SSC-Natick Press Release
U.S. Army Soldier Systems Center-Natick
Public Affairs Office
Natick, MA 01760-5012
Contact: Chief, Public Affairs Office
Date: February 23, 2007
Natick research helps keep Soldier in the fight
Capt. John McFarlin, incoming Headquarters and Headquarters Troop commander, 2/9th Cavalry, 3rd Heavy Brigade Combat Team, 4th Infantry Division at Fort Carson, Colo., shows the impact point on his helmet, which was struck by a bullet in Iraq, to members of the ballistics team during a visit to the U.S. Army Soldier Systems Center in Natick, Mass. on Feb. 15, 2007. (Photo by Sarah Underhill)
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NATICK, MASS. -- On Feb. 15, 2007, Capt. John McFarlin, the incoming Headquarters and Headquarters Troop commander for the 2/9th Cavalry, 3rd Heavy Brigade Combat Team, 4th Infantry Division at Fort Carson, Colo., visited the U.S. Army Soldier Systems Center (SSC) here.
McFarlin spoke to attendees at the kick-off workshop for the High Performance Fiber Center of Excellence to tell them how work done at the SSC assisted in saving his life.
"It is an honor and privilege to be able to come up here," McFarlin said. It was suggested to McFarlin that he visit in order for the attendees to see the end result of their research.
While holding his helmet that still shows where a bullet struck it, McFarlin relayed his story.
It was April 2006 and McFarlin was deployed to Iraq with the 3rd Heavy Brigade combat team, 4th Infantry Division, whose main mission was to advise the 2nd Brigade of the 5th Iraqi Army Division.
On April 27, the team he was a part of was en route from their Forward Operating Base to a meeting when they heard about a police station that was under attack by mortars and small arms fire in the city of Baqubah, Diyala Province.
With agreement from the Iraqi Brigade they were co-located with, the team decided to go assist.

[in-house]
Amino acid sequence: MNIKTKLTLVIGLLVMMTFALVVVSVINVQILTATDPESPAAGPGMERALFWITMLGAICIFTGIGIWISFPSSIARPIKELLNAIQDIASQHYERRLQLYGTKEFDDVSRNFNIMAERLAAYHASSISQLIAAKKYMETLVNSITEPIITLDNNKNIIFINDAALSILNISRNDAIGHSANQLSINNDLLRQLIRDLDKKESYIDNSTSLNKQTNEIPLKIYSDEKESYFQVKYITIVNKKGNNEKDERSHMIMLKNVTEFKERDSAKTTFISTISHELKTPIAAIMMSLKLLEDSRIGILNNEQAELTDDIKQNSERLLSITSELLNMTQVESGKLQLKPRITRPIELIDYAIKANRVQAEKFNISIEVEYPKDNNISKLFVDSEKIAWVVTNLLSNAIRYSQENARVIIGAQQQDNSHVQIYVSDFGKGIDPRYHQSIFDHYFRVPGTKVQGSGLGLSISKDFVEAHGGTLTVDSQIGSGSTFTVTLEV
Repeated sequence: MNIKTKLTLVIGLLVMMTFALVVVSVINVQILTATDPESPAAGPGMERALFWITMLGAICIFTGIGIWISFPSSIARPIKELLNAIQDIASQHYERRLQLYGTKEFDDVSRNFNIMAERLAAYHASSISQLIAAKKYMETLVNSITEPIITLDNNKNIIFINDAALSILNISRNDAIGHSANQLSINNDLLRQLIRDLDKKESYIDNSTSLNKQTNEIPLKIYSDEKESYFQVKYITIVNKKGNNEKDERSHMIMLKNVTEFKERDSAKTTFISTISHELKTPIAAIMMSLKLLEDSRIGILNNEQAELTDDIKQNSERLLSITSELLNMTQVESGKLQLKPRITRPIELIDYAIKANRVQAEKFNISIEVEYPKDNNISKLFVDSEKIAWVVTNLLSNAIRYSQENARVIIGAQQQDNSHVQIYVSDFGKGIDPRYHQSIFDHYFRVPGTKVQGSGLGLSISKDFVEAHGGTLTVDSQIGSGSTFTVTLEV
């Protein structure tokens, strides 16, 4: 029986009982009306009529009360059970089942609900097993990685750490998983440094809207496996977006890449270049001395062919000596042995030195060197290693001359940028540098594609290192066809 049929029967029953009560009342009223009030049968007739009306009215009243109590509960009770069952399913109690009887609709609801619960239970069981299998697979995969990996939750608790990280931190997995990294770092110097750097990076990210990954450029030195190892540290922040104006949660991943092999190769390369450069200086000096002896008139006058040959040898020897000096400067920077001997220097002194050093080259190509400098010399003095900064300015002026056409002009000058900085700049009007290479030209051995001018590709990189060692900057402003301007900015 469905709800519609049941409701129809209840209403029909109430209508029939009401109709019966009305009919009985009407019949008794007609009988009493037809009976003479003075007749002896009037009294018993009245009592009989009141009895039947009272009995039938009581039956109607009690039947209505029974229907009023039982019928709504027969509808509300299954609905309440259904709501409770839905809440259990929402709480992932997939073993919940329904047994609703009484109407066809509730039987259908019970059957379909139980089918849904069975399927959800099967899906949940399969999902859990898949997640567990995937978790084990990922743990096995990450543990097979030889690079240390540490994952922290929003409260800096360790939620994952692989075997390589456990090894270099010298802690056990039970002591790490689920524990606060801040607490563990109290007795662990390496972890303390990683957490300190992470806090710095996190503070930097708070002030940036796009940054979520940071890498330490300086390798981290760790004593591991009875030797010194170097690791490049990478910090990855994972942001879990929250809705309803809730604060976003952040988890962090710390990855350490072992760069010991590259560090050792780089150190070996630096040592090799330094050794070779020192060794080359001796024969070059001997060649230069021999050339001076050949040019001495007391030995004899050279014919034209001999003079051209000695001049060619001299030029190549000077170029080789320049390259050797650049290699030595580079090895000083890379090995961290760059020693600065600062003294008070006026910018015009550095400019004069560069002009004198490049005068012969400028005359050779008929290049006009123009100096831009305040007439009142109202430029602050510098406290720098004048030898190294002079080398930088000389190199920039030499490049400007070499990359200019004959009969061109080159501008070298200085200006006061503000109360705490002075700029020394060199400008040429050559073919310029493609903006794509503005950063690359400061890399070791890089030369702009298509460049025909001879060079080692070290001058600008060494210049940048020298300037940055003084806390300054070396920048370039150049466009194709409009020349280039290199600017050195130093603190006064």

However, McFarlin's group was stopped on a major highway by a pressure-switch detonated improvised explosive device (IED) laid across the road. While stopped, the group came under small arms fire. McFarlin was a gunner on a HMMWV; some rounds hit the HMMWV and when McFarlin looked over the gun shield, a round struck his helmet.
"It's a distinctive sound, the sound of Kevlar tearing. It sounds like 30 people tearing out their jeans all at once," he said.
McFarlin's helmet took a strike from a bullet from either an AK-47 or RPK.
"I have had concussions before
had my bell rung...and I knew that it didn't happen this time. I wasn't dazed."
He knew that his best choice was not to get right back up again so he stayed down, but reached up and grabbed the weapon to lay down some suppressive fire until his wingmen suppressed the enemy. The next day when unmounting the weapon there was a bullet hole in the butt stock. "I knew my choice was well-founded," he said.
With assistance from 1-68 Armor and attack aviation, the American and Iraqi forces were able to forestall the attack and preserve the police station.
"It was a pretty good day," McFarlin said. 28 insurgents were captured, and a cache of weapons and some video that the insurgents had taken to use in an information campaign against the Americans were recovered.
During his one-day visit to Natick, McFarlin had a chance to tour the SSC and meet some personnel, including those in the ballistics area.
"I'm quite impressed," he said. "I knew about Natick but it was always behind the scenes. It's important work that happens [here] but there are not that many Soldiers involved in it so it's not well understood. Every Soldier knows that their equipment is tested and analyzed, but most won't ever get the chance [to see it]."
McFarlin continued by saying that his wife, mother, and other family members all thank the personnel here and appreciate the work that goes into the technology and products that protects the sons and daughters who are out there "doing what they do everyday."
He concluded by saying he is looking forward to returning to Iraq later this year.